Nicole Dennis-Benn: I love the way you challenged religion in the book with Six, a young preacher who struggles with his own connection to God and thus uses his talent as a good orator to get him through sermons; and again in the end when Hattie surprised us in the church scene, snatching her granddaughter away from the altar. Those scenes were hilarious but definitely laced with truth. Was it a decision on your part to poke fun at religion or did it just happen?
Ayana Mathis: I think in certain ways, this is the autobiographical part of the novel—not so much the actual conversion, or the church scene at the altar, and certainly not being a child preacher [Laughter]—but I did grow up in the church. I think certainly some of my own grappling with what it means to grow up or move with a kind of deeply religious sentiment with its own beauty and its faults is something I think about a lot and grapple with a lot. And in some ways, it came out in the book.

Nicole Dennis-Benn: You had mentioned in several interviews that you were raised by a single mother who struggled with mental illness. In your novel you touched on mental illness, particularly depression and in one case, schizophrenia—
Ayana Mathis: Uhm-hmm.

Nicole Dennis-Benn: [The character] Cassie.
Ayana Mathis: Yeah.

Nicole Dennis-Benn: And how her daughter, Sala, was affected by her mother’s mental state.
Ayana Mathis: Joy—yeah.

Nicole Dennis-Benn: So has your life story informed your novel in any way?
Ayana Mathis: I think that certainly all writers draw on a kind of well-spring of personal experience and also of everything we’ve read and people we’ve known and that kind of stuff. So in that sense, certainly, yes. But Cassie and the other characters are purely fictional. They’re not autobiographical stories.

Nicole Dennis-Benn: OK. All the children were affected in significant ways by their mother, Hattie, which is by far, one of the most beautiful and complex character I’ve ever seen. Well not since Elizabeth Strout’s Olive Kitteridge. I was in love with her as well. What was it like writing Hattie on the page?
Ayana Mathis: It was an interesting thing. You kind of have to—for me—she was so complicated that in many ways she was just very hard for me to understand. Some of the ways that I could sort of get at her and flush her out were really through—kind of—well the best way for me to write her or to get at her was through the sort of prism of her children’s experience of her and her children’s relationship with her. Just because she is so kind of multifaceted and larger than life, you know. She would’ve been very difficult to approach head on, I think. Also because her life is so difficult that, had I approached her in a more linear narrative kind of way, I think it would’ve just become a list of terrible woes, you know what I mean? [Laughter]

Nicole Dennis-Benn: Yes. Absolutely.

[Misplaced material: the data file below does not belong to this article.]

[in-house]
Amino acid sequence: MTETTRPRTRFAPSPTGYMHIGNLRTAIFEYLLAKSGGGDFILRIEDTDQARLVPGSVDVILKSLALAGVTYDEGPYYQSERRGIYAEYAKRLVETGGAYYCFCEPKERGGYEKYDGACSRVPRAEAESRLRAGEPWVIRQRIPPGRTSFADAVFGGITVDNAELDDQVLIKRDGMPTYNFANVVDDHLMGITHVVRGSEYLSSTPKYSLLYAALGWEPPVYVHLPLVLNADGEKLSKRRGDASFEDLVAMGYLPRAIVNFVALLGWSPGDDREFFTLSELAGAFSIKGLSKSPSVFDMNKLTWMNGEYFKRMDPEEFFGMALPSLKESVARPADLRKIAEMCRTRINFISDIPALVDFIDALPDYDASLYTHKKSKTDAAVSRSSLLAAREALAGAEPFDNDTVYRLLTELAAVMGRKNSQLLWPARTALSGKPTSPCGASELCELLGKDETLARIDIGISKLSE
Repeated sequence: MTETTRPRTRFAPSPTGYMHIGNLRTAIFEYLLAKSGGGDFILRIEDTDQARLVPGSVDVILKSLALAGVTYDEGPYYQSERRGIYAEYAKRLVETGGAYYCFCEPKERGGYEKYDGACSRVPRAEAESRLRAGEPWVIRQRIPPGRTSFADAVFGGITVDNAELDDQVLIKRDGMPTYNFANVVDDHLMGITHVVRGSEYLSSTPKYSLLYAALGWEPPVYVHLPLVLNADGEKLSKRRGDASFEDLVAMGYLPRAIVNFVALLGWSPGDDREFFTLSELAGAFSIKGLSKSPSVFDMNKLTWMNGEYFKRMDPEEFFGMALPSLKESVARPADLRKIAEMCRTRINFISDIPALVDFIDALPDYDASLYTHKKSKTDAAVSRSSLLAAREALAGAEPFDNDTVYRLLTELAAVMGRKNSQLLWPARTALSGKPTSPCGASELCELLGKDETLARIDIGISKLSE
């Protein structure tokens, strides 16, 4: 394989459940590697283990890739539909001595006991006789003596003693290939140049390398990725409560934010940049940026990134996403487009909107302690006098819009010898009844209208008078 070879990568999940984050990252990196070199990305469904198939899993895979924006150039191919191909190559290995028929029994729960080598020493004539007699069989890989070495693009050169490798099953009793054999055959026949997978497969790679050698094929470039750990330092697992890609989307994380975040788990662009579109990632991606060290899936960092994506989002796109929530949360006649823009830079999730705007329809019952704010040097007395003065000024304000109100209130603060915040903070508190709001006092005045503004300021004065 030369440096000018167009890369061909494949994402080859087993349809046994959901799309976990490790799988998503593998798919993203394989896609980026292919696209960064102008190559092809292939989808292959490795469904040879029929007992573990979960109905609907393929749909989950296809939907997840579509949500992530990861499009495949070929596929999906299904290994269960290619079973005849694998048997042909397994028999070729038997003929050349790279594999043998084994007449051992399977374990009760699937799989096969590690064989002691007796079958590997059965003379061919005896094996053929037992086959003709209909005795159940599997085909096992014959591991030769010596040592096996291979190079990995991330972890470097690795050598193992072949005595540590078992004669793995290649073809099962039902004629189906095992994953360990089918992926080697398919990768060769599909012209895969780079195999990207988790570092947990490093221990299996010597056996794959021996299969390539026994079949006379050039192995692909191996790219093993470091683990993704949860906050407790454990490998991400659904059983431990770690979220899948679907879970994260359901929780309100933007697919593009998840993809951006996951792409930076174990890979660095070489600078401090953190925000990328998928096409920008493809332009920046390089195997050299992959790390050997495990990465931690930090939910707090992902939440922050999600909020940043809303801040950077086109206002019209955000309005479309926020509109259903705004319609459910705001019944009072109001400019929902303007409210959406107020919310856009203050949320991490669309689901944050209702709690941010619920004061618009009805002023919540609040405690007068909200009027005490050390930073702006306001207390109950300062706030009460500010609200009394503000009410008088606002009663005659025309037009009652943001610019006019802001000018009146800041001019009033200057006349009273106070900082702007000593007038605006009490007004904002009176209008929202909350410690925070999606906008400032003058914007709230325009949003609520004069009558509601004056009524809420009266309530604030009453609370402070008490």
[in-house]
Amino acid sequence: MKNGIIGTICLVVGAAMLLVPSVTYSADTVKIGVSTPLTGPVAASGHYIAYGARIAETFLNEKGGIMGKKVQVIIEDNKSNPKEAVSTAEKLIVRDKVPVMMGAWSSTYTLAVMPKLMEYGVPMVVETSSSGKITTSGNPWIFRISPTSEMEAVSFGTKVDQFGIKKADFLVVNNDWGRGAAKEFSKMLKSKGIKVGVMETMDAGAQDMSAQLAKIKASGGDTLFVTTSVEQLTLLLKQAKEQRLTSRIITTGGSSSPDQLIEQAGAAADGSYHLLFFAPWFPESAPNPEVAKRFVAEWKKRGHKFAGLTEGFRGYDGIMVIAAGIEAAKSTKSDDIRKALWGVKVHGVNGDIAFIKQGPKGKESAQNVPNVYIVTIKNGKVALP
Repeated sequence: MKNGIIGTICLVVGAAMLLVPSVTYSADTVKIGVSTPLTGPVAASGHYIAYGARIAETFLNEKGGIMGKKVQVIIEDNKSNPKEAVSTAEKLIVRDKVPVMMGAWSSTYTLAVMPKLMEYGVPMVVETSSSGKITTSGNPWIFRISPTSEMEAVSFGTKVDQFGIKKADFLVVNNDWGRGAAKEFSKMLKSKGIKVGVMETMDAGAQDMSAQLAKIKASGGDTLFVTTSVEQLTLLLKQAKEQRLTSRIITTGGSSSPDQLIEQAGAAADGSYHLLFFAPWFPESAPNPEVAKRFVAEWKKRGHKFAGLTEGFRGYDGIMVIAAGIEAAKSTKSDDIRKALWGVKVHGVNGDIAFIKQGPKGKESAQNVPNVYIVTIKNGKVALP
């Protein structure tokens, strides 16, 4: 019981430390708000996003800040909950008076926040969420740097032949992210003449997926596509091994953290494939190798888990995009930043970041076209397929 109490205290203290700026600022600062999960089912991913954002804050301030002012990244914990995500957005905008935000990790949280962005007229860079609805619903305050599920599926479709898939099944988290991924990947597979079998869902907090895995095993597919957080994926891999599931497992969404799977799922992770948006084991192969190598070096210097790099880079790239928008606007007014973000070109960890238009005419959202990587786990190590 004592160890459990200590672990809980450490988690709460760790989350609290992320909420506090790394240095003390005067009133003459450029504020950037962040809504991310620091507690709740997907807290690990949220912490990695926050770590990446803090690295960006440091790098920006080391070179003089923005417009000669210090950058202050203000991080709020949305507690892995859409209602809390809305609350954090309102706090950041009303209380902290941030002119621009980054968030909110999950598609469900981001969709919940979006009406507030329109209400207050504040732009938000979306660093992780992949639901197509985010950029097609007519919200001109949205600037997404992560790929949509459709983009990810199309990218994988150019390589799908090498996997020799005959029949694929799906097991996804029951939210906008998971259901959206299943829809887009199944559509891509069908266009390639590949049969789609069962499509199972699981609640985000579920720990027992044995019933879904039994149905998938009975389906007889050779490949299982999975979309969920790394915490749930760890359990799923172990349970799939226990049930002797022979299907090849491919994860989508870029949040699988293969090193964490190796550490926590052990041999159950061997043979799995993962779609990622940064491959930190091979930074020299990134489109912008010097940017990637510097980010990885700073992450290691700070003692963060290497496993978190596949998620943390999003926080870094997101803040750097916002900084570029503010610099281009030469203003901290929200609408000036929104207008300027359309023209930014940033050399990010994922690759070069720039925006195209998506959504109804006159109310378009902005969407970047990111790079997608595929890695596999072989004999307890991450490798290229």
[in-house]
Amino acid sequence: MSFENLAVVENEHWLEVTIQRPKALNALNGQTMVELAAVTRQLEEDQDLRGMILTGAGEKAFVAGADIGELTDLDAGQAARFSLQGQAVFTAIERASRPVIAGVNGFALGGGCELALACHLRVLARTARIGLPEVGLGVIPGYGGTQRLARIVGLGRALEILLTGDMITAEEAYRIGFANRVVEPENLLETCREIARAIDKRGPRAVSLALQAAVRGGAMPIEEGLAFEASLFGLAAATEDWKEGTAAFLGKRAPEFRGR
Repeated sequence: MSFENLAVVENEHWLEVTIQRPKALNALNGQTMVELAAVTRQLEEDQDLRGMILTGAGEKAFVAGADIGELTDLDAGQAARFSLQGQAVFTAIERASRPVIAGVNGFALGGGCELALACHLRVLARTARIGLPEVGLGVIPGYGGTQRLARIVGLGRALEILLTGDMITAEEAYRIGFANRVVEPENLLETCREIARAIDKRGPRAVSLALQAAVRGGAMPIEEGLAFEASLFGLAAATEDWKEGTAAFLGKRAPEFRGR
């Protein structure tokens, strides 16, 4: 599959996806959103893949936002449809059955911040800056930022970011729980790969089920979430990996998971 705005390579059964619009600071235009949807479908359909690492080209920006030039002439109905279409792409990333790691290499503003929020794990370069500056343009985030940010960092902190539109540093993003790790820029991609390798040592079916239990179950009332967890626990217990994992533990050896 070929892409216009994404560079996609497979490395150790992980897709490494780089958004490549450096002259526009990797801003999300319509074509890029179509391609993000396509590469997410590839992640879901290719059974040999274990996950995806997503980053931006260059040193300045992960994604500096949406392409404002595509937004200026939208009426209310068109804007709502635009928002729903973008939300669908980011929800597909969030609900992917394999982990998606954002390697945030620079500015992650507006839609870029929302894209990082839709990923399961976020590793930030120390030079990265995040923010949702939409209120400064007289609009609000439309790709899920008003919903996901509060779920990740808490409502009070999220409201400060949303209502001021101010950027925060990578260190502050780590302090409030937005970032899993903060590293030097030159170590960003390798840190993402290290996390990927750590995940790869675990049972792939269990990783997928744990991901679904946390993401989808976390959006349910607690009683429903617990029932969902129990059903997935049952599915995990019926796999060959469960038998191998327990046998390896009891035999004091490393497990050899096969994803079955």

Ayana Mathis: Not settled at all. And almost sort of unreadable. I think.

Nicole Dennis-Benn: Wow. It was brilliant.
Ayana Mathis: Thank you.

Nicole Dennis-Benn: What are your hopes and fears about what you want your work do in the world?
Ayana Mathis: Great question. I think my hope has always been that Black women, in particular, would read the book. I think it has something to offer, to be said, or some kind of familiarity –especially to Black women of a certain generation. And at the same time, my sort of equal hope is that everyone would read the book. It’s really difficult the ways in which cultural products become segregated. So people see literature that is written by people who are not white, and sort of think “Oh that’s not for me,” and “Oh I can’t access that,” or “Oh that doesn’t have anything to do with me”. And certainly this is not something we do with literature written by White people. So I think my twin hopes, obviously, are that Black women read the book, but also that it is seen and perceived as literary work that display certain aspects of the human experience, and so is accessible to everybody.

Nicole Dennis-Benn: What does it feel like now that you’ve made it as a writer?
Ayana Mathis: To me, there is no such thing as making it as a writer. I think you always are sort of aware of the ways in which the book maybe didn’t quite live up to your sort of goal and ideal of what it would be. And then of course, there’s always the next book. So I don’t really think there’s such a thing—at least not in my conception as making it was a writer. Each book is its own independent thing. And so, the next book has to be written—[Laughter]—and that’s it own sort of journey, and its own sort of standard that is completely different from this one. So I think it’s always just sort of a progression as opposed to thinking “I have arrived” or something like that.

Nicole Dennis-Benn: Wow. Beautiful. Did you think Hattie would’ve been this successful? One thing that struck me was your command of storytelling and lyricism. So, what was the real surprise for you when Oprah Winfrey called? I can’t imagine you ever doubting this book would have gotten this far.
Ayana Mathis: I mean it’s just a shocking thing, you know—[laughter]—you can’t ever possibly expect it, I don’t think. But yeah—just a completely—not a thing you can plan for or ever anticipate. Just a complete x-factor out of nowhere.


Nicole Y. Dennis-Benn received her MFA in fiction from Sarah Lawrence College. She is a writer who lives in Brooklyn, and teaches writing at CUNY and the College of New Rochelle. Her work has been awarded Honorable Mention for the Hurston Wright Award for College Writers. She is currently at work on her first novel, Run Free.